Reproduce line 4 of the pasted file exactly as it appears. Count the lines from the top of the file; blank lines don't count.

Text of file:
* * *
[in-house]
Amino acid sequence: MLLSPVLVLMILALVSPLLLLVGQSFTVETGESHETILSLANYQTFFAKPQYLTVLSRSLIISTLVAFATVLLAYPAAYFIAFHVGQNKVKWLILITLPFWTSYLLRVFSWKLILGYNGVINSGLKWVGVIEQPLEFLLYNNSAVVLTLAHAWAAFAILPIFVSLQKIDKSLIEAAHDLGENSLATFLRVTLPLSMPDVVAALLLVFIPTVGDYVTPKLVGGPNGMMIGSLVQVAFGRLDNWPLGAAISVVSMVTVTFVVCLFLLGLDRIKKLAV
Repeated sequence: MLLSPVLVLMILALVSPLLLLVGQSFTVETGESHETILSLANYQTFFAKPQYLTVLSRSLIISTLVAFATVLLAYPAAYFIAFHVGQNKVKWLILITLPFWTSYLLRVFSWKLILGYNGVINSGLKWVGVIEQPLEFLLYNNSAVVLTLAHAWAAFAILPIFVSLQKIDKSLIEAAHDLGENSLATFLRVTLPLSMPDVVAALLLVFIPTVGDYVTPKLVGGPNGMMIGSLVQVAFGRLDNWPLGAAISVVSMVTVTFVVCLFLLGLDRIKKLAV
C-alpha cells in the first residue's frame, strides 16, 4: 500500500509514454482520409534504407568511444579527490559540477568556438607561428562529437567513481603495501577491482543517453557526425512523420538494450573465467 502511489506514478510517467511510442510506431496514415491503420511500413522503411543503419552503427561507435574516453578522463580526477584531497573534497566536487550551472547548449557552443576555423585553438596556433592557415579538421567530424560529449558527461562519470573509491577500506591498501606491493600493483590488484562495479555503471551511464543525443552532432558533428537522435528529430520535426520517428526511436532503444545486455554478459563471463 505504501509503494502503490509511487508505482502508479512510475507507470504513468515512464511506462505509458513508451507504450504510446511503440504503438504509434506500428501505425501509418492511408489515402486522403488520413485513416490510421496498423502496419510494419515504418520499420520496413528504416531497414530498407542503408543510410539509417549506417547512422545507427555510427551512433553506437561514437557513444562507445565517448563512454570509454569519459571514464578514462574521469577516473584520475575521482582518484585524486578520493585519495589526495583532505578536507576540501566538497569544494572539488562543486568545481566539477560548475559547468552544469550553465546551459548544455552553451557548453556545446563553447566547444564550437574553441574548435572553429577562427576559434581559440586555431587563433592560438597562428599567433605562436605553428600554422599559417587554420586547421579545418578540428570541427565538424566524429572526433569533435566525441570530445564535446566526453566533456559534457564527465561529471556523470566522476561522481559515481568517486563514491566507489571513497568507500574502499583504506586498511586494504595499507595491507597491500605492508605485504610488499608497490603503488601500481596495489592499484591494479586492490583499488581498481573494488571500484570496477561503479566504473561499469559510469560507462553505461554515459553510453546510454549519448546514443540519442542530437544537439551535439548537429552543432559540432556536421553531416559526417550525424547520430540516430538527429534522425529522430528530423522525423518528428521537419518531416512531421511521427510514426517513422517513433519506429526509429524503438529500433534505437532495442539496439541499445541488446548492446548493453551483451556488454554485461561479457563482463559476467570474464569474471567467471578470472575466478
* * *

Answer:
C-alpha cells in the first residue's frame, strides 16, 4: 500500500509514454482520409534504407568511444579527490559540477568556438607561428562529437567513481603495501577491482543517453557526425512523420538494450573465467 502511489506514478510517467511510442510506431496514415491503420511500413522503411543503419552503427561507435574516453578522463580526477584531497573534497566536487550551472547548449557552443576555423585553438596556433592557415579538421567530424560529449558527461562519470573509491577500506591498501606491493600493483590488484562495479555503471551511464543525443552532432558533428537522435528529430520535426520517428526511436532503444545486455554478459563471463 505504501509503494502503490509511487508505482502508479512510475507507470504513468515512464511506462505509458513508451507504450504510446511503440504503438504509434506500428501505425501509418492511408489515402486522403488520413485513416490510421496498423502496419510494419515504418520499420520496413528504416531497414530498407542503408543510410539509417549506417547512422545507427555510427551512433553506437561514437557513444562507445565517448563512454570509454569519459571514464578514462574521469577516473584520475575521482582518484585524486578520493585519495589526495583532505578536507576540501566538497569544494572539488562543486568545481566539477560548475559547468552544469550553465546551459548544455552553451557548453556545446563553447566547444564550437574553441574548435572553429577562427576559434581559440586555431587563433592560438597562428599567433605562436605553428600554422599559417587554420586547421579545418578540428570541427565538424566524429572526433569533435566525441570530445564535446566526453566533456559534457564527465561529471556523470566522476561522481559515481568517486563514491566507489571513497568507500574502499583504506586498511586494504595499507595491507597491500605492508605485504610488499608497490603503488601500481596495489592499484591494479586492490583499488581498481573494488571500484570496477561503479566504473561499469559510469560507462553505461554515459553510453546510454549519448546514443540519442542530437544537439551535439548537429552543432559540432556536421553531416559526417550525424547520430540516430538527429534522425529522430528530423522525423518528428521537419518531416512531421511521427510514426517513422517513433519506429526509429524503438529500433534505437532495442539496439541499445541488446548492446548493453551483451556488454554485461561479457563482463559476467570474464569474471567467471578470472575466478